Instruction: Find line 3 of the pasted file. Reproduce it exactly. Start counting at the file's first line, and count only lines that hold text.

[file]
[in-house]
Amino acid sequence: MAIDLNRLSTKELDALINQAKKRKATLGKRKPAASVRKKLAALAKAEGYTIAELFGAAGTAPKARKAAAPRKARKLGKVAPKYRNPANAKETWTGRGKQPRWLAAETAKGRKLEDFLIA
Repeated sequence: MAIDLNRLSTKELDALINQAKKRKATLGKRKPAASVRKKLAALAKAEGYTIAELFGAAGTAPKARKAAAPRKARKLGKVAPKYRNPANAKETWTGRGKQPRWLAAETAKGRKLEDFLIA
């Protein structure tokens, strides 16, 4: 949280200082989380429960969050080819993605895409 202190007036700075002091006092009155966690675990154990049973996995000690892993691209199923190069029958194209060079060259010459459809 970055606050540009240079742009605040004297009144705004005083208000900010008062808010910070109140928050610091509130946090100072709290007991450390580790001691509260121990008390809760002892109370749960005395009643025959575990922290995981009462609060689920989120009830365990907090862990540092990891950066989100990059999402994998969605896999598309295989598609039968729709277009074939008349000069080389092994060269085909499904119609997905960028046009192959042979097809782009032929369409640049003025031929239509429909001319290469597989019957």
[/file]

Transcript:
Repeated sequence: MAIDLNRLSTKELDALINQAKKRKATLGKRKPAASVRKKLAALAKAEGYTIAELFGAAGTAPKARKAAAPRKARKLGKVAPKYRNPANAKETWTGRGKQPRWLAAETAKGRKLEDFLIA